5 minutes with… Jillian Murphy, Brand Marketing & Communications Lead (TAS), EY

This month I’m delighted to be speaking to Jillian Murphy, newly appointed Brand Marketing & Communications Lead for EY’s Transactional Advisory Services (TAS) division. Jillian is an experienced professional services marketer who prior to her new role at EY, held senior leadership roles at KMPG and PwC.

Here’s her 5 minutes with…

What is your marketing background? 

I’ve always worked in professional services mainly in Big 4 accounting firms where I’ve had a variety of roles – I’ve done the lot – sector, line of services, flagship programmes, local and global but there is always something different and new to learn.

Congratulations on your new role at EY, what will your new role involve?

I’ve been here since the beginning of January and I am what they call a ‘boomerang’ as I worked at EY 13 years ago in a marketing exec role… In my new role I’m the brand, marketing and comms lead for Transaction Advisory Services (TAS). I’m essentially a marketing business partner to the TAS leadership – setting the brand, marketing and comms strategy and plan and working with different teams to deliver the plan. TAS is an interesting part of the business and a new challenge for me….

You’ve worked in professional services throughout your career what have been some of the biggest changes for you in marketing?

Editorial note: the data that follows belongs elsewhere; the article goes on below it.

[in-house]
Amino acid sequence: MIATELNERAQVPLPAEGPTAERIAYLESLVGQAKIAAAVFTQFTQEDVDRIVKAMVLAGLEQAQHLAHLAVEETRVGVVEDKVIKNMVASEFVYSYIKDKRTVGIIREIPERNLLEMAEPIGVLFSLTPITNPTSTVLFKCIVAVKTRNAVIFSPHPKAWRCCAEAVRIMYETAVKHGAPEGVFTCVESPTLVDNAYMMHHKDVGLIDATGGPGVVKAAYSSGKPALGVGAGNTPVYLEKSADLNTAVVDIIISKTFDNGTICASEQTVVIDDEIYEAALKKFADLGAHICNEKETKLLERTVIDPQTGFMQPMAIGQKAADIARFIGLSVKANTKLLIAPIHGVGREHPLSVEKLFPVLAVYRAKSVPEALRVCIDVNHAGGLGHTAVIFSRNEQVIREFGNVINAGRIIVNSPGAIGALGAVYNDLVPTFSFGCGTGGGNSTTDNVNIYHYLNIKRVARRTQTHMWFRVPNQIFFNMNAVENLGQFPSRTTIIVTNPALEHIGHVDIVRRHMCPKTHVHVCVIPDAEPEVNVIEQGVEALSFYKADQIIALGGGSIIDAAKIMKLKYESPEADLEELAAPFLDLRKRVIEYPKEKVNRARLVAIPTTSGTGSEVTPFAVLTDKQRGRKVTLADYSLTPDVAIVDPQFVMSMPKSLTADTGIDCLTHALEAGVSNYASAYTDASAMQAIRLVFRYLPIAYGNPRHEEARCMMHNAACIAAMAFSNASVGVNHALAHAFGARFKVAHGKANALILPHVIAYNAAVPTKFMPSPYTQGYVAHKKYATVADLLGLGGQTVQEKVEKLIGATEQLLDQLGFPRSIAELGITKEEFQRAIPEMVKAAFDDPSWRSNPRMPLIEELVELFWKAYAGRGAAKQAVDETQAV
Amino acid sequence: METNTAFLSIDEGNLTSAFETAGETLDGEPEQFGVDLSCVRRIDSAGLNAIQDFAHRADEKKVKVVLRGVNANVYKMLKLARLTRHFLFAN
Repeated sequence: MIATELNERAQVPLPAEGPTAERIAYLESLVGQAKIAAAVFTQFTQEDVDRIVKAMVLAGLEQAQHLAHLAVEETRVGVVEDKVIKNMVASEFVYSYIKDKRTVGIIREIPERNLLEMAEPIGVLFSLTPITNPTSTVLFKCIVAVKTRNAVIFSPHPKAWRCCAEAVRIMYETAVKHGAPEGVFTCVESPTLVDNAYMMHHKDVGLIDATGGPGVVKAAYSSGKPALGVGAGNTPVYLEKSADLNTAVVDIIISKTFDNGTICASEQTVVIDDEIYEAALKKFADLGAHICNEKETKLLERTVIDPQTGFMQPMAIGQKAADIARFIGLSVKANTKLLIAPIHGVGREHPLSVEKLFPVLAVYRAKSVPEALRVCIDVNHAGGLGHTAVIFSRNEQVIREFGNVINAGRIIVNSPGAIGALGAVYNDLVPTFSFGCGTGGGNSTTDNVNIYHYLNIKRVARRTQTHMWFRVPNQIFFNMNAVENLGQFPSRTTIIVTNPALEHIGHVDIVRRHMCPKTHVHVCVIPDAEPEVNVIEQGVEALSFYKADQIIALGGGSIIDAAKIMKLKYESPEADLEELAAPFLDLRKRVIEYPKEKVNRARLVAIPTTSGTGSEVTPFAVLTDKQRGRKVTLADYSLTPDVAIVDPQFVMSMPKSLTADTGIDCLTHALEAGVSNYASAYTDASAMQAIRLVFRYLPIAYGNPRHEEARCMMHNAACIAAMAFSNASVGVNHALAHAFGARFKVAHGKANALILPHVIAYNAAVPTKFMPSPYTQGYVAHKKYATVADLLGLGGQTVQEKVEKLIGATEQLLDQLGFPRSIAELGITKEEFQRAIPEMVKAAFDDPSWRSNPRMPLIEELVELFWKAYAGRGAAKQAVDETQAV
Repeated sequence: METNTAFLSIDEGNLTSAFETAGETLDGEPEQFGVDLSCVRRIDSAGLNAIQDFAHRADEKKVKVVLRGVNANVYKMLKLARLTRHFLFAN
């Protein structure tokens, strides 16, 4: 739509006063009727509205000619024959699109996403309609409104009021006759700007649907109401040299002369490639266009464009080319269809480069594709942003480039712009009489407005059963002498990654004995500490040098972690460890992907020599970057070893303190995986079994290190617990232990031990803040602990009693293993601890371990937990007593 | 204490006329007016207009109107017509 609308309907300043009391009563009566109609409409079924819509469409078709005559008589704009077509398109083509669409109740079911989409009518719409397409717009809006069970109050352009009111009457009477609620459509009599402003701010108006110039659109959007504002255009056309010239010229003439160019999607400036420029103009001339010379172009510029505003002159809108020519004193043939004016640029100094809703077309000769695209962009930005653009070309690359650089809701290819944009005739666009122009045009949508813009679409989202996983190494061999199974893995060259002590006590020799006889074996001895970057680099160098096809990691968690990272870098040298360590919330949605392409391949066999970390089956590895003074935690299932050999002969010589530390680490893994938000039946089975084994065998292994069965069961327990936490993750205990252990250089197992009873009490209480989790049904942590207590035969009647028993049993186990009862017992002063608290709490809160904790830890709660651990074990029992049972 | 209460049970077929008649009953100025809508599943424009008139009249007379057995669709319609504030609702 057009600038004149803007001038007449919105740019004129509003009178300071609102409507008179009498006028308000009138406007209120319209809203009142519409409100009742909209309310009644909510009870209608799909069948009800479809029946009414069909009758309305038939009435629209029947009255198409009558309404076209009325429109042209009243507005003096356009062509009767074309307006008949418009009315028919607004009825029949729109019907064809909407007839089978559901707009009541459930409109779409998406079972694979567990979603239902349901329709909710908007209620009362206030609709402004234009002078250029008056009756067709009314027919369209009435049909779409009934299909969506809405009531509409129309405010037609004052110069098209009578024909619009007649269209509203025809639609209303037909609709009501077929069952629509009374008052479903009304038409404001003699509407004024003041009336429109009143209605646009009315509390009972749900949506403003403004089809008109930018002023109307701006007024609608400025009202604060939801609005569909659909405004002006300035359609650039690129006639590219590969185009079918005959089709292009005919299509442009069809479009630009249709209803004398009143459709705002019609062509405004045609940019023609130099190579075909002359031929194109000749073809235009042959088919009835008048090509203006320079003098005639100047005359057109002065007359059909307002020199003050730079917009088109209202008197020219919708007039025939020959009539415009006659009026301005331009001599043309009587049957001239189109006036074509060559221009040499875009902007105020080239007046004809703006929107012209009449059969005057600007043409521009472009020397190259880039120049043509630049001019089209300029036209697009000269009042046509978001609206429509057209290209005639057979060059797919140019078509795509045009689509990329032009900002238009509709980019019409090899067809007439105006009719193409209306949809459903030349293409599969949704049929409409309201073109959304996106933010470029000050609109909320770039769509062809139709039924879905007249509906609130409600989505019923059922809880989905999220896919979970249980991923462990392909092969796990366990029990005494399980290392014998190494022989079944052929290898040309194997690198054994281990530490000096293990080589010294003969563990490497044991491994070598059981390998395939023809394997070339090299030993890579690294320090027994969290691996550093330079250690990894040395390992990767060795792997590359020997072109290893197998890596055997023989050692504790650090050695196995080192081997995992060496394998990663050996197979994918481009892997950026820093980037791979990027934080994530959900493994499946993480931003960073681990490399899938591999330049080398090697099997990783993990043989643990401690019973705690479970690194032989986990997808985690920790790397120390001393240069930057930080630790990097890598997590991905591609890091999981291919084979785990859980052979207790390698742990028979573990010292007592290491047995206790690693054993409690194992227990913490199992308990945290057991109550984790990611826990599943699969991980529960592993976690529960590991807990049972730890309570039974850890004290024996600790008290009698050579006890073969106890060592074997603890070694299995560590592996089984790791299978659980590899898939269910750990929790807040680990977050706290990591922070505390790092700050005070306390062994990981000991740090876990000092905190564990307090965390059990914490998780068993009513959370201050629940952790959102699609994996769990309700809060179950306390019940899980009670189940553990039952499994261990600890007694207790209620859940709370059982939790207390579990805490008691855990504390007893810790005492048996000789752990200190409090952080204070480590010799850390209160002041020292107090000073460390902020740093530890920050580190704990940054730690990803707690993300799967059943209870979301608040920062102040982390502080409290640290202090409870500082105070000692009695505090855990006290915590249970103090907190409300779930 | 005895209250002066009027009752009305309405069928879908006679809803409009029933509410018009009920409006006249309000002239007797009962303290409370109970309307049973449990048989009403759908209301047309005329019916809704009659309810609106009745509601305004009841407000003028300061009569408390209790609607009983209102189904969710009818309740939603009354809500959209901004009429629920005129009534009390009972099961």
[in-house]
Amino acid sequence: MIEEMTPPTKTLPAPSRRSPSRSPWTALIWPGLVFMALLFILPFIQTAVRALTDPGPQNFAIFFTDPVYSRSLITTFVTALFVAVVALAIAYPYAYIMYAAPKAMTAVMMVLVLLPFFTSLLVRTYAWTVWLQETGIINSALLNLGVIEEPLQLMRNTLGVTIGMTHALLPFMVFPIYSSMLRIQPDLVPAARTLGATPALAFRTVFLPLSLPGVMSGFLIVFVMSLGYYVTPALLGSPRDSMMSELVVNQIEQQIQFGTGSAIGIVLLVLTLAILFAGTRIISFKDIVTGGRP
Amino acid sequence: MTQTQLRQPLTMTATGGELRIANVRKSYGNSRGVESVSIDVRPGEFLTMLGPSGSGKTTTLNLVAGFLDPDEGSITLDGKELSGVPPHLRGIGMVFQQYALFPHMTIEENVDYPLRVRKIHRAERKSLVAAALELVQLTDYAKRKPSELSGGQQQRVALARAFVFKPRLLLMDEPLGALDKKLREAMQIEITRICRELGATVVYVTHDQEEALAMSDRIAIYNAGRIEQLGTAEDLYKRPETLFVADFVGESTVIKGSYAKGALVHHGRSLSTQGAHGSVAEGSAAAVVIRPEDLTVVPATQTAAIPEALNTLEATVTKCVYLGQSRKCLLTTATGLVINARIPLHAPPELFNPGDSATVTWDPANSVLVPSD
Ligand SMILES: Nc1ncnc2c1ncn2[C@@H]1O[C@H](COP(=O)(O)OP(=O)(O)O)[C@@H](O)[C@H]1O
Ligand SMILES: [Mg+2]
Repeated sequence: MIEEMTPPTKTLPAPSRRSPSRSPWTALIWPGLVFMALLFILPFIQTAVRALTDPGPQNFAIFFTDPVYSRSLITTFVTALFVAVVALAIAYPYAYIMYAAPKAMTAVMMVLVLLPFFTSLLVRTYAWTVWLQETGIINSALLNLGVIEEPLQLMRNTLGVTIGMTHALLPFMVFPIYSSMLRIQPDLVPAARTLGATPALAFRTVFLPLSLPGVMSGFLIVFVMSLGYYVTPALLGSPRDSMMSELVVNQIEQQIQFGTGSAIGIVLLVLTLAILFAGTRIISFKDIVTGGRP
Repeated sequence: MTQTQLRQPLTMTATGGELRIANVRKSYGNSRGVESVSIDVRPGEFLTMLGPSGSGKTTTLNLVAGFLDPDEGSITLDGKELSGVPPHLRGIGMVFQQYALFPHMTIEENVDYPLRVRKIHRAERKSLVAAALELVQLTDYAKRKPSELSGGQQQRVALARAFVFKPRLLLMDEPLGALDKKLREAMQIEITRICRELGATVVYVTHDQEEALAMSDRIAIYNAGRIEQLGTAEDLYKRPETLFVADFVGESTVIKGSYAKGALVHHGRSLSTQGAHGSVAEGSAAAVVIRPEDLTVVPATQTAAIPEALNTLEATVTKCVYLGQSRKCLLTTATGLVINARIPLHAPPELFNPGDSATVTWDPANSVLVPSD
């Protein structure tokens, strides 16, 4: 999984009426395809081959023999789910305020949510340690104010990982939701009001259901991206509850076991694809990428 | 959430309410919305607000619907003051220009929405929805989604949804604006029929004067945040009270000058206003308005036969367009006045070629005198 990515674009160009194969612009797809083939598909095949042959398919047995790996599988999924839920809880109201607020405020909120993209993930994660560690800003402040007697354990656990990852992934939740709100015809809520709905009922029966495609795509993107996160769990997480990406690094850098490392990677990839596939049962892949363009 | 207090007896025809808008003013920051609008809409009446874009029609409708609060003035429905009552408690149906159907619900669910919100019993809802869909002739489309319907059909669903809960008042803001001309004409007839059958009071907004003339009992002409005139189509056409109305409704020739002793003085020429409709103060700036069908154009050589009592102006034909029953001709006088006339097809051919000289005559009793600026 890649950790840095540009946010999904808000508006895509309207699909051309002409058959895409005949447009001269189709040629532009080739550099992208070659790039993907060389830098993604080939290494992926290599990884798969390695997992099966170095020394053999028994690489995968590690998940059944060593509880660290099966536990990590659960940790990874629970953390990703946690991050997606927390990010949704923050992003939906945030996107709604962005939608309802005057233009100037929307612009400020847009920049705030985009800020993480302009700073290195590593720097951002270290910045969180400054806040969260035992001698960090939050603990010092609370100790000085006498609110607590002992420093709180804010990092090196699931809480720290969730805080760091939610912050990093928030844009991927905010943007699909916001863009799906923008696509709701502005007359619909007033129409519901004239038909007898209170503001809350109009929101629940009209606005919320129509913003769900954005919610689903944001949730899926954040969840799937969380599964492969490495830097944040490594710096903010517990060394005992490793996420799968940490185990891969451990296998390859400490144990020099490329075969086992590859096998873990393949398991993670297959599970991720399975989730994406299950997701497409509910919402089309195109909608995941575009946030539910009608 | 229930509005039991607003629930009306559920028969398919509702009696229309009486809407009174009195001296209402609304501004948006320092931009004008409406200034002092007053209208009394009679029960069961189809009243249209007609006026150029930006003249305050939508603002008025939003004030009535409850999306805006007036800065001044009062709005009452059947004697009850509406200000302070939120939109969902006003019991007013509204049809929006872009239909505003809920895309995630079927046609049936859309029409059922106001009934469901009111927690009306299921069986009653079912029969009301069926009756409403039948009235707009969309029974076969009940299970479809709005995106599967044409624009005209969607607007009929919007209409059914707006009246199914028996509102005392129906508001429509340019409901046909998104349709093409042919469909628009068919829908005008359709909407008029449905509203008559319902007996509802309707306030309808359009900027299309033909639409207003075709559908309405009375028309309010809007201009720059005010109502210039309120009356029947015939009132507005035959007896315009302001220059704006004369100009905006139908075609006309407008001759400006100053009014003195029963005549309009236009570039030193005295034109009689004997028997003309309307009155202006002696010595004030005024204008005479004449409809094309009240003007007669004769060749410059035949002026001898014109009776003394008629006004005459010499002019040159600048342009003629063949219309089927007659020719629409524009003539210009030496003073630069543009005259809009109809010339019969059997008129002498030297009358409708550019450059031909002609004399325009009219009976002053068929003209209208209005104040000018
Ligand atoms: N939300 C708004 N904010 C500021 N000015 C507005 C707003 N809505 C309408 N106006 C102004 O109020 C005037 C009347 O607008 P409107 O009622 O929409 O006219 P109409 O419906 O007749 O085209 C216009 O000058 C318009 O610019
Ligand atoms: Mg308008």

People have multiple devices now and information is so readily available you have to work hard to get to the right people.

Digital has been the biggest change for me. The way that you can use digital to influence and the way you can use analytics to ensure that you are getting to the right people is really powerful. Social listening, content syndication, special interest groups on LI, paid social targeting etc are all really valuable if used in the right way. People have multiple devices now and information is so readily available you have to work hard to get to the right people. The analytics that you also get back can be really useful when you are trying to influence decisions and engage customers and the business.

You’ve rolled out many campaigns throughout your career, what has been the best one you have delivered and why?

When I worked at PwC I was lucky enough to work on the Global Family Business Survey – when I started working with the team – the survey was a piece of content that had so much untapped potential. It was run in across 50+ countries so we had lots of rich data but it had never been run as a marketing programme. We made lots of changes in the first year – we changed the writer, the research company, the design team, and invested a lot of time and effort from a marketing, comms and BD perspective to ensure that we were getting as much value as possible for the business and the brand. Over the years it grew from strength to strength and other programmes and content e.g the global next gen club, family office report and global next gen report were built off the back of the programme that we built around the survey. I learned so much from working on that project and in the team. We didn’t have a media partner, we didn’t launch the findings at any big external event and the social was mainly organic but the ROI was really impressive. It was a real career highlight for me.

What are the fundamentals to you of a good thought leadership campaign?

It’s always worth doing some in-depth interviews (via a third party) to validate your ideas or help you formulate new ones. The business always listen if you tell them that you have client views.

  1. Build a hypothesis of what you want the story to be – this ensures that you are asking the right questions.